Share the joy of those who are glad, and share the grief of those who grieve. Harmonise with others in your thinking; do not aspire to eminence but humbly adjust yourselves to humble situations; do not become wise in your own conceits.
Sharing the grief and joy of others; Paul may have written elsewhere that Christians are to ‘come out from among the pagans and be separate’ but it seems he is not advocating that Christians be totally separate from the surrounding society
In no case paying back evil for evil, determine on the noblest ways of dealing with all people; if possible, so far as it depends on you, live at peace with everyone.
This is basic; it looks back to Jesus’ teaching and example of ‘turning the other cheek’. ‘Living in peace with everyone’ constantly comes to my mind when I’m hearing news from Ulster of those parades and the civil disturbance which so often attends them. There is no New Testament command or requirement to stage these triumphalist and intimidating events, and much including this passage that says we shouldn’t. How is it ‘living in peace with everyone’ to have hundreds, occasionally thousands of Protestants marching noisily through a Catholic neighbourhood celebrating, in effect, that Protestants won the 17th century wars and now dominate over their Catholic fellow-citizens? Neither the marches nor the massive protests when they are refused sound to me like ‘providing for good things before all men’ (as my ‘interlinear’ Greek/English version literally renders the phrase about ‘noblest ways’), even when the protests are peaceful, which too often they aren’t!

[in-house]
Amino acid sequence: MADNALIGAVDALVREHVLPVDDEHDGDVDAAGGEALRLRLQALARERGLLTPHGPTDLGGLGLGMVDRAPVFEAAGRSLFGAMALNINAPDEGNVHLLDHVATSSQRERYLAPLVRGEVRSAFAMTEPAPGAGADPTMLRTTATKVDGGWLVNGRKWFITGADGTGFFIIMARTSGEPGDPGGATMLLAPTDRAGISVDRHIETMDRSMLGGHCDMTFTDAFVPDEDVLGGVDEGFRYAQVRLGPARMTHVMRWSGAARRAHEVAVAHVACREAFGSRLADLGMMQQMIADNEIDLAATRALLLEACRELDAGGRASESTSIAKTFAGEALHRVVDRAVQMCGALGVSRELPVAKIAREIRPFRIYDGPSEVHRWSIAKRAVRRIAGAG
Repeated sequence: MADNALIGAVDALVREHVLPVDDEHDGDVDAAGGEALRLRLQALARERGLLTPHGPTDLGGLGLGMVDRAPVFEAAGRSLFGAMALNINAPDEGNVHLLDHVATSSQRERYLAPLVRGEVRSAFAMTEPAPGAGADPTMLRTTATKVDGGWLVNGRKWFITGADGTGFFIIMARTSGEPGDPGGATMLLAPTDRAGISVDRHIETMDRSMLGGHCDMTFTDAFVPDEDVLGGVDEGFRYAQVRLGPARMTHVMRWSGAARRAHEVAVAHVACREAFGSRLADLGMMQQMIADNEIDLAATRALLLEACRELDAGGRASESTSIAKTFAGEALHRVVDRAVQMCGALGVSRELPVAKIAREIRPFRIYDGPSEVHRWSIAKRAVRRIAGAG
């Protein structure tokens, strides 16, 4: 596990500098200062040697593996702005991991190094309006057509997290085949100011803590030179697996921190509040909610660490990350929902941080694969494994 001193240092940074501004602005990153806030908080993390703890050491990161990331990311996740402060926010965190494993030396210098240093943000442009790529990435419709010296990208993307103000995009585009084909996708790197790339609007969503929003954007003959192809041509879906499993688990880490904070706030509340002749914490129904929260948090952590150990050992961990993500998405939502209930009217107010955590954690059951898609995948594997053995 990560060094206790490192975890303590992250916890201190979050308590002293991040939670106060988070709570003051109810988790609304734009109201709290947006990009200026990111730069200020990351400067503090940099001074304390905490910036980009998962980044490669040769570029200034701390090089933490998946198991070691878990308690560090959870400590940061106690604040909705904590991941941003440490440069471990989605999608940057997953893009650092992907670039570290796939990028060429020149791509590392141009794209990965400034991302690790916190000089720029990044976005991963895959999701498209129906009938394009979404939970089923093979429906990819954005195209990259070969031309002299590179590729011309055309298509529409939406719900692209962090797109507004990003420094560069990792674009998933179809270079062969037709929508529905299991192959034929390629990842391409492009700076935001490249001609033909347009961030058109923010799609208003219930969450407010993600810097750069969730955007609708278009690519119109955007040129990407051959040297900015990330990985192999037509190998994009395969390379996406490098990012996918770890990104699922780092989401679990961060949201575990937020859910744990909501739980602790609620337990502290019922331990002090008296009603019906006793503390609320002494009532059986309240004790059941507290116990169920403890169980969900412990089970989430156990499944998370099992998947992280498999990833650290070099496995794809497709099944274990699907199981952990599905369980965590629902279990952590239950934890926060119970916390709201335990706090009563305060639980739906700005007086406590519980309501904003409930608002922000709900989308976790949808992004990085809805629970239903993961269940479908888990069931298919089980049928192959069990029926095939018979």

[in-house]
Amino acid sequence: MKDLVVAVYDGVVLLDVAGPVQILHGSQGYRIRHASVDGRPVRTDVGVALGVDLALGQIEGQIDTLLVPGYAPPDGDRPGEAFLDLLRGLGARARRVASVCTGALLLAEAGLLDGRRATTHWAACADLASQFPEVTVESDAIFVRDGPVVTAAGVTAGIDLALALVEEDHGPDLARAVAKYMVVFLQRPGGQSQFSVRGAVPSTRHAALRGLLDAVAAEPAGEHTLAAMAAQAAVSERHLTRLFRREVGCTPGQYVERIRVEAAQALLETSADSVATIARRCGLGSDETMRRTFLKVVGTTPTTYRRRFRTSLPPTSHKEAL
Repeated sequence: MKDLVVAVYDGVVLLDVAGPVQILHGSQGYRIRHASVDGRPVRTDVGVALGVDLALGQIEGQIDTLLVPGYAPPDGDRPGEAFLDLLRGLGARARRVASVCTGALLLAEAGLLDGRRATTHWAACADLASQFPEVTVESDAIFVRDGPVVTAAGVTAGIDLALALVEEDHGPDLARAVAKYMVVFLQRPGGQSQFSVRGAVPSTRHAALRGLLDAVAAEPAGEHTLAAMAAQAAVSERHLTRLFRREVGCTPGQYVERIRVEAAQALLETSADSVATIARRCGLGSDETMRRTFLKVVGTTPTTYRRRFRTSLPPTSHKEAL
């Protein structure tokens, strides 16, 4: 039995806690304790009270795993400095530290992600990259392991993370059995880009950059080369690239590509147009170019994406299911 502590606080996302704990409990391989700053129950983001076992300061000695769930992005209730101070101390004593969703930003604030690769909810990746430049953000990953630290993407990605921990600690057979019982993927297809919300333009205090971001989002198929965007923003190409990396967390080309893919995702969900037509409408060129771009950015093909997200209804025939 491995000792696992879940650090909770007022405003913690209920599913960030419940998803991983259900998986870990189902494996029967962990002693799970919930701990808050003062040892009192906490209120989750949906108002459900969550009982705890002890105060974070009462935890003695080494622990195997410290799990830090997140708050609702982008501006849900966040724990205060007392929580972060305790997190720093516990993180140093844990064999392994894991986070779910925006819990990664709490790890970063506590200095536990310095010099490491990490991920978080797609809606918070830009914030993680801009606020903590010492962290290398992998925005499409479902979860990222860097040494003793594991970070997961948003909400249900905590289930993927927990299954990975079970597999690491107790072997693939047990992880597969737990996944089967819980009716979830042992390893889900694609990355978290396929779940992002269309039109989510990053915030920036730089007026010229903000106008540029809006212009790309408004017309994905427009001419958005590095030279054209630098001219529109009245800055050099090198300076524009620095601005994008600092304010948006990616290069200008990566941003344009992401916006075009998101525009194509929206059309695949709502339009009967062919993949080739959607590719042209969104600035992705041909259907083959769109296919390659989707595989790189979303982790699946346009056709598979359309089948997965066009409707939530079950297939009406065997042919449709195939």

Of course, if Christians are following the idea of a ‘Christian country’ it seems natural to do such things; that’s how ‘kingdoms of this world’ operate! Those who thus break peace with their neighbours think that in asserting their ‘Protestant country’ they’ve got a legitimate exception to passages like Romans 12; but all they’re actually doing is contradicting the Lord who said explicitly that His kingdom is ‘not of this world’!
Do not revenge yourselves, dear friends, but leave room for divine retribution, for it is written “It is Mine to punish; I will pay them back, the Lord says.”
Instead, if your enemy is hungry, feed him; in case he is thirsty, give him drink; for doing so you will pile burning coals on his head. Be not overpowered with evil, but master evil with good.
I don’t really need to add much to that! The ‘burning coals’ refer to the shame that should be induced when the enemy finds his evil met with such generosity; though it may also refer to the ultimate judgement awaiting an unrepentant persecutor. We should remember that as a former persecutor Paul will have felt that shame when Jesus met him on the Damascus road, and would understand better than most the effect on the persecutor of victims who love in return. In this context ‘Be not overpowered with evil’ seems to me to mean not letting the evil of revenge overpower us and make us as evil as the enemy.
This seems an appropriate place to tell one of the classic stories of Anabaptism. The Anabaptist leader Dirk Willems was on the run in wintry Holland; with pursuers close behind, he ran across a frozen river on the ice. One of the pursuers fell through the ice and was at risk of drowning. While the man’s colleagues were fearful and hung back, Dirk Willems rescued the man and hauled him out – and the rescued man then arrested Dirk, who eventually suffered martyrdom! That is the way of Christ; holy wars, riots, the bombs and guns of paramilitaries, are the exact opposite. As Paul said elsewhere, ‘Our warfare is not with physical weapons’, and as Jesus said and showed by example we are to love our enemies even to the point of dying for them. Theories of ‘Church-and-State’ which lead us to other courses of action should be regarded with extreme suspicion….
And when we come to Romans 13, this chapter is its context; we must be careful that we do not interpret Chapter 13 in ways which contradict chapter 12. That in turn means don’t isolate chapter 13, don’t treat it as a separate subject.